A little while ago, a sailing enthusiast, let’s call her ABC for simplicity’s sake, approached me about the Mini Transat. The reason and aim of the question were: A few years ago, I had supported a young sailor to cross the finish line of the Mini Transat. Could ABC do the same, meaning: finish the Mini Transat?
ABC was completely serious and had a big goal in mind, a seemingly overpowering goal. How, where and what to start with? And when? What do I have to think about? And can I afford it at all?
In this article, I explain how I was able to help ABC approach the dream of participating in a Mini Transat in a structured way and make a decision. And that with just a few steps.
Background info: Mini Transat
The Mini Transat is a regatta from France across the Atlantic, finishing (currently) in the Caribbean. It takes place every other year. The regatta is divided into two legs, with a stopover in the Canary Islands.
The special thing about it: the boats are only 6.5m long and 3.0m wide, but they are built exactly for this kind of ocean regatta. The original aim of the regatta was to enable participants with a manageable budget to take part in an ocean regatta. In the meantime, however, budgets are usually well over EUR 50,000, usually even in the six-figure range.
You can read more about this on the official Mini Transat website or on the Classe Mini page.
Why are things not moving forward for ABC?
Back to ABC and the reasons why I was asked for support. I want to mention this explicitly because the reasons may not only apply to a Mini Transat project, but to all imaginable ideas, plans, wishes and dreams.
To keep it short, these five points are the main reasons for ABC’s indecision:
- I honestly don’t know how I am supposed to manage this time-intensive project in addition to my everyday life (mainly family, but also job and friends)
- there is going to be a money problem, because neither can I completely give up my job nor do I have enough reserves to fund an entire Mini Transat project
- so many topics and questions about sailing, organisation, rules, requirements are buzzing around in my head, it seems absolutely overwhelming and not at all feasible for me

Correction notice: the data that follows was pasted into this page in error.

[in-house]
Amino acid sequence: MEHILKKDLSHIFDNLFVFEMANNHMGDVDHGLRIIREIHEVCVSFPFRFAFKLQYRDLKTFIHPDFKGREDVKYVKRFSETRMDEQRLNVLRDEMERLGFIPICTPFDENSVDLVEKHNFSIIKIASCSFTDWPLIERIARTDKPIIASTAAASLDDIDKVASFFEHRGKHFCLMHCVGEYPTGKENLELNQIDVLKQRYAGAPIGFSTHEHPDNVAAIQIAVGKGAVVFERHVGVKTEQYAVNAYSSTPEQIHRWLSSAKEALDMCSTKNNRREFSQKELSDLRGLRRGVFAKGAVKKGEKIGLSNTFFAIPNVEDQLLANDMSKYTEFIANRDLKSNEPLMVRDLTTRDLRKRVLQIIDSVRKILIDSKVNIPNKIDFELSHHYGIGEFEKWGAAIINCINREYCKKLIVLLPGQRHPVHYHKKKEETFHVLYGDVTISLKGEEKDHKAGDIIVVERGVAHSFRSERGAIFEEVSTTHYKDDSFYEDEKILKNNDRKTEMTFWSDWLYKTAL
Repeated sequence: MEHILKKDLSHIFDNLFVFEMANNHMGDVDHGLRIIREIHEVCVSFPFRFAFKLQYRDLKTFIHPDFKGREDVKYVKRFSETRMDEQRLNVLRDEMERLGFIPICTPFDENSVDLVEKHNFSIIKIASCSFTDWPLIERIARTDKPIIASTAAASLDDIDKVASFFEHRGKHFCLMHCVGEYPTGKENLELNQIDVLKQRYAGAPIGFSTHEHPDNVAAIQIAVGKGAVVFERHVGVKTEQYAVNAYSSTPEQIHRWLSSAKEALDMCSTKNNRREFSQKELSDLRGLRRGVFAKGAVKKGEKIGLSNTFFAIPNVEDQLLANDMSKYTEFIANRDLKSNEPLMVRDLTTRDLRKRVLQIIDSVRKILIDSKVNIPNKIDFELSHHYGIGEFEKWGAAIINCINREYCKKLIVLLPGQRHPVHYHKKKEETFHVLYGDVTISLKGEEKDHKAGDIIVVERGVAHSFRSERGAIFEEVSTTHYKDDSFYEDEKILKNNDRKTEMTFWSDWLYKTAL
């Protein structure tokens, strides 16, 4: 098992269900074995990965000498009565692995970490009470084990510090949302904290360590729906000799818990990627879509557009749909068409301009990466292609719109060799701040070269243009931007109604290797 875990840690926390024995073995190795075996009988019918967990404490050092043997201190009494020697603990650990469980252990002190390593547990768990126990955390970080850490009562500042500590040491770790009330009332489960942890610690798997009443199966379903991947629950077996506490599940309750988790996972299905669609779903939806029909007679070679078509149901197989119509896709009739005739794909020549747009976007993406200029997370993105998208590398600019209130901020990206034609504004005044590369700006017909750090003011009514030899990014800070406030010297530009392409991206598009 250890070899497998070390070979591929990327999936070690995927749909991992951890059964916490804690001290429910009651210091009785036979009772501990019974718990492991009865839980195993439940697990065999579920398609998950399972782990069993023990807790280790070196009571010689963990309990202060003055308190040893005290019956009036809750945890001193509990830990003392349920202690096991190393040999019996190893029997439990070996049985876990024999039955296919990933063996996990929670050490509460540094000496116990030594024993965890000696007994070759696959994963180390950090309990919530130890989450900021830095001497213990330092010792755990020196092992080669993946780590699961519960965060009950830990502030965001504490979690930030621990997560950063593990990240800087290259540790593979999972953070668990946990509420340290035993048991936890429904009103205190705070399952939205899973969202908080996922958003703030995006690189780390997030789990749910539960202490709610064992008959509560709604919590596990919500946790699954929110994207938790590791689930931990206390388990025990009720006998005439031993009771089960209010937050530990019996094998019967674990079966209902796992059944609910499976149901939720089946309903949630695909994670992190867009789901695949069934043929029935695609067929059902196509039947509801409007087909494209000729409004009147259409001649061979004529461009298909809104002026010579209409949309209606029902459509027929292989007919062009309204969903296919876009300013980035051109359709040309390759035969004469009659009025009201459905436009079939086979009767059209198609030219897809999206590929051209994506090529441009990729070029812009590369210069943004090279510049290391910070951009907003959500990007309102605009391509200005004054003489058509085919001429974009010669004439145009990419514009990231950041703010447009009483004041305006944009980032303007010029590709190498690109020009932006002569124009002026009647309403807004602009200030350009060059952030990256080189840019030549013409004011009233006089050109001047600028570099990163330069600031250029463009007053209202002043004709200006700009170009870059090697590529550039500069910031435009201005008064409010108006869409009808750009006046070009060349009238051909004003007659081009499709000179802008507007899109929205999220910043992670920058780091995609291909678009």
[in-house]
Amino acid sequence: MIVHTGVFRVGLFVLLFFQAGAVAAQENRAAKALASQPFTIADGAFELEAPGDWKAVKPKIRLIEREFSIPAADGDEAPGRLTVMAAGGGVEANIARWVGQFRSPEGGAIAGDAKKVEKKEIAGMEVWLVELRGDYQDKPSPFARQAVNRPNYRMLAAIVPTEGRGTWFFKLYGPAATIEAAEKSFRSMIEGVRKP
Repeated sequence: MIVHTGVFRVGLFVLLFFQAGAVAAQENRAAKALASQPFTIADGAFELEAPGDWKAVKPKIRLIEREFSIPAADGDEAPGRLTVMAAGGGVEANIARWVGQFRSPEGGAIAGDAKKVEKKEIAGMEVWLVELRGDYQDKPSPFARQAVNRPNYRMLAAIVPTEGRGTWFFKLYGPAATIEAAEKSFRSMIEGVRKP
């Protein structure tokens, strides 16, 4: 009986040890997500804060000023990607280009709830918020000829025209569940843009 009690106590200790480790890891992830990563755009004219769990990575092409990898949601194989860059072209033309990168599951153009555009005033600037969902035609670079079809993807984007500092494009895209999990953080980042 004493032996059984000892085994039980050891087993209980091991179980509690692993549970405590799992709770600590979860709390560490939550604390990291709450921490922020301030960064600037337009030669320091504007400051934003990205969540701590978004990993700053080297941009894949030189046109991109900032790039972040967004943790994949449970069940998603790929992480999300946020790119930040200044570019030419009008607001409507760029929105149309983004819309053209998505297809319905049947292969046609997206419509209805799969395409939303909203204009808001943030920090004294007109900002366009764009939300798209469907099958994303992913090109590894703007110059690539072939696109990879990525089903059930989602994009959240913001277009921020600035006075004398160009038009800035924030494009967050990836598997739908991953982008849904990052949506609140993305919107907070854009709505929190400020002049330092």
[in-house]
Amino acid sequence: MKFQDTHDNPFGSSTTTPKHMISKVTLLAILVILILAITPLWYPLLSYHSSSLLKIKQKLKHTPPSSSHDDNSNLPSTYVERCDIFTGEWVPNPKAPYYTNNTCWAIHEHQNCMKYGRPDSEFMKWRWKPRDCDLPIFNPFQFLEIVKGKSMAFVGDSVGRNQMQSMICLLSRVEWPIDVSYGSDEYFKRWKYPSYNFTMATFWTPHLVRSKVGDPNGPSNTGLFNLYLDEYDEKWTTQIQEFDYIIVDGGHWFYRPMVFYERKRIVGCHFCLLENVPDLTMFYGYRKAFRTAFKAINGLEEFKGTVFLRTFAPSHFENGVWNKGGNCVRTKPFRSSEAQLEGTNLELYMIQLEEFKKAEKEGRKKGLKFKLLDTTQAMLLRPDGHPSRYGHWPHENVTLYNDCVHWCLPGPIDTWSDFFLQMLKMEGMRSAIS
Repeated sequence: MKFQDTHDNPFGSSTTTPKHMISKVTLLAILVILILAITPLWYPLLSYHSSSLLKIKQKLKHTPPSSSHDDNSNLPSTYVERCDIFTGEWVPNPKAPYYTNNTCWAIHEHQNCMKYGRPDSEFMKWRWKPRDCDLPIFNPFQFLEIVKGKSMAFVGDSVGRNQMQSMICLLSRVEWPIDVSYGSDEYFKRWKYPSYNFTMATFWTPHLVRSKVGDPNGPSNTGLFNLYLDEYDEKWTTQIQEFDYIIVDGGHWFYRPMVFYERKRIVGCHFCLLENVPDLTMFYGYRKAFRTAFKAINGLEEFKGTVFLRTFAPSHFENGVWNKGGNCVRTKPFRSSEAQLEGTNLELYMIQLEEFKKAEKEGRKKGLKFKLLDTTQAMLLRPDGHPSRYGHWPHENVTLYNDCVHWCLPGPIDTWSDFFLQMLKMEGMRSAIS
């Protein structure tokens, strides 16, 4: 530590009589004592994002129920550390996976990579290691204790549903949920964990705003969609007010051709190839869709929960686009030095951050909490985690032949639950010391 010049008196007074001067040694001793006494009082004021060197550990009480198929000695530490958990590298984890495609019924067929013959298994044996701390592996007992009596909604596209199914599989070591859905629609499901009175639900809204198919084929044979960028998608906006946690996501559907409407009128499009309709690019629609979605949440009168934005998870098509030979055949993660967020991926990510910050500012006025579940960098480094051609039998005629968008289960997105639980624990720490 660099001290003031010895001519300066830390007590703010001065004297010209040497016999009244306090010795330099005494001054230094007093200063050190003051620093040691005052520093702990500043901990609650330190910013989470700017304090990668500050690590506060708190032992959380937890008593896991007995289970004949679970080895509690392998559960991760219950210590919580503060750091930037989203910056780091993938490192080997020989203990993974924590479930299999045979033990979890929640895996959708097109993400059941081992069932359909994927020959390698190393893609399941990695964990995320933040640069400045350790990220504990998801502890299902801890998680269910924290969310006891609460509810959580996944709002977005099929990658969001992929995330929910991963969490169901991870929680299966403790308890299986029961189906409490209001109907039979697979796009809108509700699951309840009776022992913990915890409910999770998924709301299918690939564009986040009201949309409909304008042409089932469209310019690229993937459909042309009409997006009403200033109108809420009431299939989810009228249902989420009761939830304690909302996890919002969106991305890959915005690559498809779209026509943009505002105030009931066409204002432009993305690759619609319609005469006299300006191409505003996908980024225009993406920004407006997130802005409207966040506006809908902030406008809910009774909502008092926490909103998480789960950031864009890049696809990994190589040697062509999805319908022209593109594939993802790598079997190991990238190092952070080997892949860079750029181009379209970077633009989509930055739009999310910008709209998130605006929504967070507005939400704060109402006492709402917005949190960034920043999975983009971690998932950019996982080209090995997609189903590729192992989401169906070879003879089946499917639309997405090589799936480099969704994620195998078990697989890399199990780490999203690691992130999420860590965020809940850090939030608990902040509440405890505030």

- and from that: what would I have to start with? Why bother with it if in the end the money is missing? Or what’s the point of raising money if I can’t manage it in terms of time or sailing?
- moreover, I have real difficulties in setting priorities with so many open points.
The first goal: to make a decision as to whether the Mini Transat project should be tackled or remain a dream.
Our steps to the decision-making process
Since we were both already somewhat familiar with the topic of Mini Transat, we started brainstorming directly without a more extensive research. The rough steps to ABC’s decision sound quite simple:
1. brainstorming (incl. creating a mind map)
2. evaluating the topics on the mind map / gap analysis
3. brainstorming for the issues marked as “serious problems”
4. ABC’s decision.
1. Brainstorming: everything that comes to mind regarding a Mini Transat project
In a very entertaining session, we wrote down numerous topics on a flipchart. We then sorted them on a mind map and made a first quick assessment (delete or keep).
A few items we detailed in a table for better clarity (including possible costs and budget). This kind of detailed work should not normally be part of a brainstorming session, but for us it was important at this point.
2. Evaluation of the topics on the mind map
All the things we had thought of during the brainstorming we looked at again after a few days. Some things were added, corrected, deleted, then it was time to evaluate all (!) the listed points.
ABC was now supposed to mark each point on the mind map in one of three different colours:
- green: no problem, I can do it already or I know an easy solution to it